One NFL head coach stated recently that there are only two types of individuals in his profession, coaches who have been fired and those who are about to be fired. Black Monday in the NFL is known as the day after the final game of the regular season since that is the day several members of the coaching fraternity are asked to surrender the keys to their office.
Carolina’s John Fox agreed to part ways with his organization before their last game.
Eric Mangini of the Browns was the only one canned less than 24 hours after the final gun went off in Seattle this week. But, unlike most years, several head coaches got the ax before the season ended.
Dallas’s Wade Phillips, Minnesota’s Brad Childress, Denver’s Josh McDaniels and San Francisco’s Mike Singletary were all let go during the season. When all is said and done, there could be up to ten new coaches roaming the sidelines next season. The Bengals’ Marvin Lewis and Tennessee’s Jeff Fisher might walk away from their current posts due to disagreement with their owners and general managers. The general sentiment is that neither one of them will be unemployed for long should they decide to leave the current position.
Miami’s Tony Sparano and Oakland’s Tom Cable are hanging onto their jobs with a wing and a prayer.
Then you have our own Tom Coughlin who has made the playoffs in all but two of his seven years with the Giants, yet some of the Big Blue faithful are calling for his head. It is a wonder that the angry villagers have not shown up at the Timex Center with torches and pitchforks. Thank God, that the Giant hierarchy are level-headed individuals and do not bow down to some of the zealots that follow the team.
Jacksonville’s Jack Del Rio and Houston’s Gary Kubiak both received stays of executions and will be back on the sidelines next season. But they better make the playoffs in 2011 or they will be looking for work 365 days from now.
Other than the Presidency of the United States, the military or law enforcement there are few jobs tougher than a NFL coach. They work 17-20 hour days. Their success could hinge on things out of their control like a bad call or could be influenced by the weather. Then their every move is subjected to the scrutiny of second guessers like the media and fans who possess nowhere near the knowledge of the game that they do. Why would someone want to subject themselves to this type of pressure knowing that very few get to leave on their own terms?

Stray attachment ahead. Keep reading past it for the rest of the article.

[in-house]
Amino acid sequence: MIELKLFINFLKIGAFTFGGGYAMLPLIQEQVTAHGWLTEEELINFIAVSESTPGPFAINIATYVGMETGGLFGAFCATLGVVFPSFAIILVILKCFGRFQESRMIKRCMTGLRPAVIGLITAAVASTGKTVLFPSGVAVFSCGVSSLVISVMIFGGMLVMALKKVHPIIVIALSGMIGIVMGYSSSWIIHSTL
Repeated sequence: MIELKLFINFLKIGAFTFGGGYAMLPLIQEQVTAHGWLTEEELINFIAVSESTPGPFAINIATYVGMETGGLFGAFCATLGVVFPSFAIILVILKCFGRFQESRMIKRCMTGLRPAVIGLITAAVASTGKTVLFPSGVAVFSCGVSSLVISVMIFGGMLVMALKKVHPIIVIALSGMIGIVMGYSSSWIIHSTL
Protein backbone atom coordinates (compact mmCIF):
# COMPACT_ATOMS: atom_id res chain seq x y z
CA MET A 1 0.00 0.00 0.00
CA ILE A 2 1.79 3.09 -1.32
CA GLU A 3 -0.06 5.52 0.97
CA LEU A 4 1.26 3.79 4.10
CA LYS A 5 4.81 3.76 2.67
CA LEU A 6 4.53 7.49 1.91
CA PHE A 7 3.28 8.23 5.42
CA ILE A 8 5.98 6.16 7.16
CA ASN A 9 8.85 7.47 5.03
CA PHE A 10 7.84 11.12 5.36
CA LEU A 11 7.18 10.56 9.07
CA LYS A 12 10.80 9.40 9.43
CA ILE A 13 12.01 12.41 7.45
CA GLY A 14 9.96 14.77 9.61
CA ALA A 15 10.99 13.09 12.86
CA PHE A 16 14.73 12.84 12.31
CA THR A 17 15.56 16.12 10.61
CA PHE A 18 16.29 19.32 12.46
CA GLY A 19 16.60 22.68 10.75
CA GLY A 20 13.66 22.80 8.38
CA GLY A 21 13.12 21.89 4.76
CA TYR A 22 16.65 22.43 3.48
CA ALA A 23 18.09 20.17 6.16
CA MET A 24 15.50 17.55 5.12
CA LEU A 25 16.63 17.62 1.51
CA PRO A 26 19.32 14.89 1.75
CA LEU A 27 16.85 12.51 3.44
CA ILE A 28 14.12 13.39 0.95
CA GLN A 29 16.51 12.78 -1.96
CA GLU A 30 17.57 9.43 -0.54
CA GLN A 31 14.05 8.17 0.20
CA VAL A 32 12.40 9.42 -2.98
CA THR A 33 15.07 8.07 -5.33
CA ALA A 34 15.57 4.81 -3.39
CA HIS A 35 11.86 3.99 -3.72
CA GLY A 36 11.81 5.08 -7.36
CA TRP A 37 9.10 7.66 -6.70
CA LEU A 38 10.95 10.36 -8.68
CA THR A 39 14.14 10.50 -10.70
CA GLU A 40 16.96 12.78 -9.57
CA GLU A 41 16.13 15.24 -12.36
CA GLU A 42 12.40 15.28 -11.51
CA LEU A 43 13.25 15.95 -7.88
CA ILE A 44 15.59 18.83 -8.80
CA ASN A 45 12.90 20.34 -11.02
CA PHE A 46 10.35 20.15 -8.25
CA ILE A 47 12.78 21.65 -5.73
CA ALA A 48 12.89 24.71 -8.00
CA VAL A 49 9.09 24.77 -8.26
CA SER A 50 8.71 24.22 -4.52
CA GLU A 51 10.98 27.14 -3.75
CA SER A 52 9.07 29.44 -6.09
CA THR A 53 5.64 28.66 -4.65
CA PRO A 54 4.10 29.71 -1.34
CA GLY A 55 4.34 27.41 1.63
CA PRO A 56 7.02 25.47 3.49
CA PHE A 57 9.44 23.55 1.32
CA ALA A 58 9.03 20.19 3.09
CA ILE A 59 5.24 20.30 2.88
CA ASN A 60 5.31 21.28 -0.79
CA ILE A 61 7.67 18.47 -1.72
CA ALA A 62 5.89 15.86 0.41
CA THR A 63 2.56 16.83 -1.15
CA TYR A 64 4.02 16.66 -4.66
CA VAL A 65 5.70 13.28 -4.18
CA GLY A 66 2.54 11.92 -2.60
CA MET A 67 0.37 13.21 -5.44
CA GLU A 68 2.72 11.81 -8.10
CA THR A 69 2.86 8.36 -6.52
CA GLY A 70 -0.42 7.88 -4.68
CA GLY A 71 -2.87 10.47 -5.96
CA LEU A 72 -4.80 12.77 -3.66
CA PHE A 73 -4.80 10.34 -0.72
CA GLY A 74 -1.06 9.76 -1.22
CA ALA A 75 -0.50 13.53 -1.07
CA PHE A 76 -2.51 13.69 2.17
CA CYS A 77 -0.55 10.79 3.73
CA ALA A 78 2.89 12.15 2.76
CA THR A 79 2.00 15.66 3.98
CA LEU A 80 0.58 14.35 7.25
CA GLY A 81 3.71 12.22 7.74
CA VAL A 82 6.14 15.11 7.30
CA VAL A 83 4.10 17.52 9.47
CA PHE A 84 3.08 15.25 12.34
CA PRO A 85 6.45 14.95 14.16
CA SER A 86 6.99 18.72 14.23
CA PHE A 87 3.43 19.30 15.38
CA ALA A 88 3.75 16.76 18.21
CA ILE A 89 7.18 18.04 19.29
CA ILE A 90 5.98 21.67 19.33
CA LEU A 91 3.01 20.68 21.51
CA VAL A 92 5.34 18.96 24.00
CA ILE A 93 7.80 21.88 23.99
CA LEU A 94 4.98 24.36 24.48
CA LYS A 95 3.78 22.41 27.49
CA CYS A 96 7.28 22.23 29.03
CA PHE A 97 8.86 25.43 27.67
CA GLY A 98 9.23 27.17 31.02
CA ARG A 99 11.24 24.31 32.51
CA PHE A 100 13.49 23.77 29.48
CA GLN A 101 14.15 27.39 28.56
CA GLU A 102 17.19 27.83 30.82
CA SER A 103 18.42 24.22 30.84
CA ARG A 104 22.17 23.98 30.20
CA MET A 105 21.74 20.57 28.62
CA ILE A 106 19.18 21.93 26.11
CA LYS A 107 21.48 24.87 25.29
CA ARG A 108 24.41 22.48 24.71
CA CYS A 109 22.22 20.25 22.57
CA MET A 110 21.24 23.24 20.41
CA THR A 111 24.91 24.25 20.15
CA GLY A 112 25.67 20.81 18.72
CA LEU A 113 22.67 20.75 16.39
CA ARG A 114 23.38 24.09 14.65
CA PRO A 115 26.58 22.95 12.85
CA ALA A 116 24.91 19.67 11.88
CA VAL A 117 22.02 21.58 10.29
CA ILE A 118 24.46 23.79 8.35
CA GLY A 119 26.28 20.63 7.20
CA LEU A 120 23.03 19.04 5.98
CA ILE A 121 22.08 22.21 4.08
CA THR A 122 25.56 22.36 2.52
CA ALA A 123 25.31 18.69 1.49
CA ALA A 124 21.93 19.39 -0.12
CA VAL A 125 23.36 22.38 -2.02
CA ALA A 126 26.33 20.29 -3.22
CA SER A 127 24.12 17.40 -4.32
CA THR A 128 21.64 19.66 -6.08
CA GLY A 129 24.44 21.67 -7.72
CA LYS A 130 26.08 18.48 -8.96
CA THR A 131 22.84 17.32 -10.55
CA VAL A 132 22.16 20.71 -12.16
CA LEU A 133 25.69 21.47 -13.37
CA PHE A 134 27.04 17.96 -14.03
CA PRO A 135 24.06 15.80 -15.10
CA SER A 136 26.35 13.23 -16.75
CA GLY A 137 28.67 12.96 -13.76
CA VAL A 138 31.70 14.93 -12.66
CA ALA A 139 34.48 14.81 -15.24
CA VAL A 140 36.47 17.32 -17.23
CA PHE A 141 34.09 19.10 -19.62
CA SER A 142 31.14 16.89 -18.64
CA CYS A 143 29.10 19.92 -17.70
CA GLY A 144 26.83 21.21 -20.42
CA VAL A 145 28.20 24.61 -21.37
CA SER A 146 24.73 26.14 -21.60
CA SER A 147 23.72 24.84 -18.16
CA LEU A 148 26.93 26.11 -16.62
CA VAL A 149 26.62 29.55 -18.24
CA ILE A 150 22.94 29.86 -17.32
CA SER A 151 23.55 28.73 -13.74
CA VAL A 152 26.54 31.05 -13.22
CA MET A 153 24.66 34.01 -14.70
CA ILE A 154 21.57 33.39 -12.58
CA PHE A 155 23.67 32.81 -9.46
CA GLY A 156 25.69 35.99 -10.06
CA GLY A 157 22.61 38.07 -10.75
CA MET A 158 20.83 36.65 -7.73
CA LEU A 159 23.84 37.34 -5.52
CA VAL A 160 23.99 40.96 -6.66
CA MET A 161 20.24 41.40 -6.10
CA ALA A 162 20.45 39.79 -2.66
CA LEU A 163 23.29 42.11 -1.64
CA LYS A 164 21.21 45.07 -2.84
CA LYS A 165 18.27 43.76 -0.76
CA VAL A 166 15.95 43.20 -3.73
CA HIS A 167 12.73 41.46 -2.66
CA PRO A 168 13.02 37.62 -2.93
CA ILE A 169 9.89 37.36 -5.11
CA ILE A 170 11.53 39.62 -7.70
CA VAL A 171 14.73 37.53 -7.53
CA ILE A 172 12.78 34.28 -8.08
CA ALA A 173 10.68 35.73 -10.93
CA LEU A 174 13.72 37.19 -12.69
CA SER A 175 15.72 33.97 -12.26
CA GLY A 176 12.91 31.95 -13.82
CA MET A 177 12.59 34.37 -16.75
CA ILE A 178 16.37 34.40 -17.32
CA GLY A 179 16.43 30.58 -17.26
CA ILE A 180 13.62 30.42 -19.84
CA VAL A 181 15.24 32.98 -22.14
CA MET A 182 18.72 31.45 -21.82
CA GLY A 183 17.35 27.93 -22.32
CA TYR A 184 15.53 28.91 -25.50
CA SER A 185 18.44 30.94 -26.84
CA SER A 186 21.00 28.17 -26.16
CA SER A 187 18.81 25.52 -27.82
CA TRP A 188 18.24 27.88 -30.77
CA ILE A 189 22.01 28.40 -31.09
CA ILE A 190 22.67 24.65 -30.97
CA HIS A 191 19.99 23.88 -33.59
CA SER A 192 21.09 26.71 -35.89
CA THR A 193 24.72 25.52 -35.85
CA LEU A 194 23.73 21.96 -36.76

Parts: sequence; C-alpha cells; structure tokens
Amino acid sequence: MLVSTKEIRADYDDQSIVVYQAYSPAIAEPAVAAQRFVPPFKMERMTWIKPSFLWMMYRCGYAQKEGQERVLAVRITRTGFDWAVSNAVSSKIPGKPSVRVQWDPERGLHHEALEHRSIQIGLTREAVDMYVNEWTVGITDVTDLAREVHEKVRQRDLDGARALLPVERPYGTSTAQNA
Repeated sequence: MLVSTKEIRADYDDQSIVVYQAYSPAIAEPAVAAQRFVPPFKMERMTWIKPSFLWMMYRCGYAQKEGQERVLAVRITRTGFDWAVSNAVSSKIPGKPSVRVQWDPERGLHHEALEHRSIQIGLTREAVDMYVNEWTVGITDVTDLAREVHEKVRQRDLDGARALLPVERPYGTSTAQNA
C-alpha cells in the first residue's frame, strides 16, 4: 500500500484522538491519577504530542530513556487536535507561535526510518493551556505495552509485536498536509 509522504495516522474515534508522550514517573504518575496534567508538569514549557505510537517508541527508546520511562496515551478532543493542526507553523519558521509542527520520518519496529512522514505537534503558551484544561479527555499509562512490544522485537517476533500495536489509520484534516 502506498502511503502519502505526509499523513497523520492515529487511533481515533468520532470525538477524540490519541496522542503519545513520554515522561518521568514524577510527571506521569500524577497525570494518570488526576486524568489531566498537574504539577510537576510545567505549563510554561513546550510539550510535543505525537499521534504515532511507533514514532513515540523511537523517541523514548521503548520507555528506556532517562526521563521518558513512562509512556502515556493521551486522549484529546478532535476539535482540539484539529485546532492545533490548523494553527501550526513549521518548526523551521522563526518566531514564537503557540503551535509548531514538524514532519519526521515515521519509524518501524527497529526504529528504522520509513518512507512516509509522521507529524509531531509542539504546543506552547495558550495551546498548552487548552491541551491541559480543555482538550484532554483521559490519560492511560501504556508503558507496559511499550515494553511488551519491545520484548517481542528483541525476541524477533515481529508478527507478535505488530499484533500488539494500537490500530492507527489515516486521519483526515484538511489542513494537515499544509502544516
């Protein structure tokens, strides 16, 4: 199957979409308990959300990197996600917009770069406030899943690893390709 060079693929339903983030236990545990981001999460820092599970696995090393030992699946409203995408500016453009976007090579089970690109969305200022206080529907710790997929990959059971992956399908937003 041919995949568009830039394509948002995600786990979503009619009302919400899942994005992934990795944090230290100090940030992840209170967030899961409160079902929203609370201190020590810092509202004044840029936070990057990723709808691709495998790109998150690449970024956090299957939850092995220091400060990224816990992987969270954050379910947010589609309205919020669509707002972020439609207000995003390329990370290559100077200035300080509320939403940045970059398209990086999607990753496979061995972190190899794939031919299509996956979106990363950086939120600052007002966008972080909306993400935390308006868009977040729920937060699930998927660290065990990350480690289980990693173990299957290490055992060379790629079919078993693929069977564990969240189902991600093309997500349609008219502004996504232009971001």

It is in their blood. Football coaches are a rare breed and to make it to the highest level of that profession can provide an adrenaline rush better than any legal or illegal stimulant on the market. But, like any drug or vice, sooner or later the downside is going to catch up with you.
If the coach does not burn himself out like Bill Parcells did during many of his jobs, his record and/or the League will eventually catch up to him. Brian Billick and Mike Ditka rode two of the most dominant defenses to Super Bowl victories. A few short seasons later, they found themselves unemployed. The League discovered ways to score on their once formidable units.
The Vikings’ Leslie Frazier and Cowboys’ Jason Garrett will have their interim tags removed from their titles after taking over the helm of their respective clubs by the end of the week. Frazier and Garrett are both deserving of their new positions but one has to wonder if they truly know what they are getting themselves into. The San Francisco, Cleveland, Denver and Carolina jobs, along with some others, will be filled in the near future. Jon Gruden and Bill Cowher are among the former head coaches currently holding TV analyst positions who are waiting in the wings to, perhaps, fill some of those positions. Or perhaps, the GMs with vacancies will all go after Stanford’s Jim Harbaugh or look for that hot young coordinator who has been penned as the next big thing.
Remember the old saying, “Be careful of what you ask for, you might just get it.” These guys work all of their lives to get a job for which they will be eventually fired from. God Bless Them!